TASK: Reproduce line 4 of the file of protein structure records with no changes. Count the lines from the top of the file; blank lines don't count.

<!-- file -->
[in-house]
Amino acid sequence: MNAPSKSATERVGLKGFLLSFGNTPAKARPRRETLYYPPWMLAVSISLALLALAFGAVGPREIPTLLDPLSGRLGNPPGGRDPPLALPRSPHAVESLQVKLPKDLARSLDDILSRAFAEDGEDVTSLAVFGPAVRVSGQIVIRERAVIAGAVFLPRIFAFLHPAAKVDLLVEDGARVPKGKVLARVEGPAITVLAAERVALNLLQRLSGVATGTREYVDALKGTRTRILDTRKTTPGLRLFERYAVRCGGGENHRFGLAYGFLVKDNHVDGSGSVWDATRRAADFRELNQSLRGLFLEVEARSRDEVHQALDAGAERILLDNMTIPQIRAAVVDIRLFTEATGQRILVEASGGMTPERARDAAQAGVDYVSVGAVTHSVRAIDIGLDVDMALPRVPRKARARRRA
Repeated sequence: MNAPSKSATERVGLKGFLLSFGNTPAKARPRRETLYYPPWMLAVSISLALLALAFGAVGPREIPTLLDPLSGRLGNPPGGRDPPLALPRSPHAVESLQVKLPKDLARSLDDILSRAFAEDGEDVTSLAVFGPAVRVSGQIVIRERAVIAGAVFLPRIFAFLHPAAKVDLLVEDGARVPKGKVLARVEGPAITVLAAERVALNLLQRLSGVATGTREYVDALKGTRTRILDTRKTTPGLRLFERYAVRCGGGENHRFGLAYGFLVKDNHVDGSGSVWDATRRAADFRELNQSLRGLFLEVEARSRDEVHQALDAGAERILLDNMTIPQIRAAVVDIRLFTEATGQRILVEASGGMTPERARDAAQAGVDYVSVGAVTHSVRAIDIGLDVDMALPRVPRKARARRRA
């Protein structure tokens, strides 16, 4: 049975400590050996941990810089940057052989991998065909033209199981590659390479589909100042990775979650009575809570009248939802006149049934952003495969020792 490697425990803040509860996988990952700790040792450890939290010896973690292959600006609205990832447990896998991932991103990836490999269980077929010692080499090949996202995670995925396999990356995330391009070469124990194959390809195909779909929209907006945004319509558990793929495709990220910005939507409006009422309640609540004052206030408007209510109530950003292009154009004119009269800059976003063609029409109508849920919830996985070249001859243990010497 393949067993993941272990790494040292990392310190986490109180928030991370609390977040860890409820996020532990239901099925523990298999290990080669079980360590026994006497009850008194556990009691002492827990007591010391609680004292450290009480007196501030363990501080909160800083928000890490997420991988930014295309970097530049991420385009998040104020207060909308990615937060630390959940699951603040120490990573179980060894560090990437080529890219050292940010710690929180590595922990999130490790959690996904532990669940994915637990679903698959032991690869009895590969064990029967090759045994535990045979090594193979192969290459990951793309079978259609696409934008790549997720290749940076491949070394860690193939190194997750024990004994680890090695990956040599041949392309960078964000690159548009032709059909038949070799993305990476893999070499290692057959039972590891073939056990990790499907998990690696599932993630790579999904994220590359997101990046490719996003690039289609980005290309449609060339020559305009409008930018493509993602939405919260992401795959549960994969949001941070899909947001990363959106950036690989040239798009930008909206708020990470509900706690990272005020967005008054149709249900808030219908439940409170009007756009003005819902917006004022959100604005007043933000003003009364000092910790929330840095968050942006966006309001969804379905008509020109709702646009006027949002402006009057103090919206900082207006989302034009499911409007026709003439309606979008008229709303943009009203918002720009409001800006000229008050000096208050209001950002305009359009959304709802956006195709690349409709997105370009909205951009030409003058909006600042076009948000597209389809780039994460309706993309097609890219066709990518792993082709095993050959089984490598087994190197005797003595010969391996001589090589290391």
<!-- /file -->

């Protein structure tokens, strides 16, 4: 049975400590050996941990810089940057052989991998065909033209199981590659390479589909100042990775979650009575809570009248939802006149049934952003495969020792 490697425990803040509860996988990952700790040792450890939290010896973690292959600006609205990832447990896998991932991103990836490999269980077929010692080499090949996202995670995925396999990356995330391009070469124990194959390809195909779909929209907006945004319509558990793929495709990220910005939507409006009422309640609540004052206030408007209510109530950003292009154009004119009269800059976003063609029409109508849920919830996985070249001859243990010497 393949067993993941272990790494040292990392310190986490109180928030991370609390977040860890409820996020532990239901099925523990298999290990080669079980360590026994006497009850008194556990009691002492827990007591010391609680004292450290009480007196501030363990501080909160800083928000890490997420991988930014295309970097530049991420385009998040104020207060909308990615937060630390959940699951603040120490990573179980060894560090990437080529890219050292940010710690929180590595922990999130490790959690996904532990669940994915637990679903698959032991690869009895590969064990029967090759045994535990045979090594193979192969290459990951793309079978259609696409934008790549997720290749940076491949070394860690193939190194997750024990004994680890090695990956040599041949392309960078964000690159548009032709059909038949070799993305990476893999070499290692057959039972590891073939056990990790499907998990690696599932993630790579999904994220590359997101990046490719996003690039289609980005290309449609060339020559305009409008930018493509993602939405919260992401795959549960994969949001941070899909947001990363959106950036690989040239798009930008909206708020990470509900706690990272005020967005008054149709249900808030219908439940409170009007756009003005819902917006004022959100604005007043933000003003009364000092910790929330840095968050942006966006309001969804379905008509020109709702646009006027949002402006009057103090919206900082207006989302034009499911409007026709003439309606979008008229709303943009009203918002720009409001800006000229008050000096208050209001950002305009359009959304709802956006195709690349409709997105370009909205951009030409003058909006600042076009948000597209389809780039994460309706993309097609890219066709990518792993082709095993050959089984490598087994190197005797003595010969391996001589090589290391």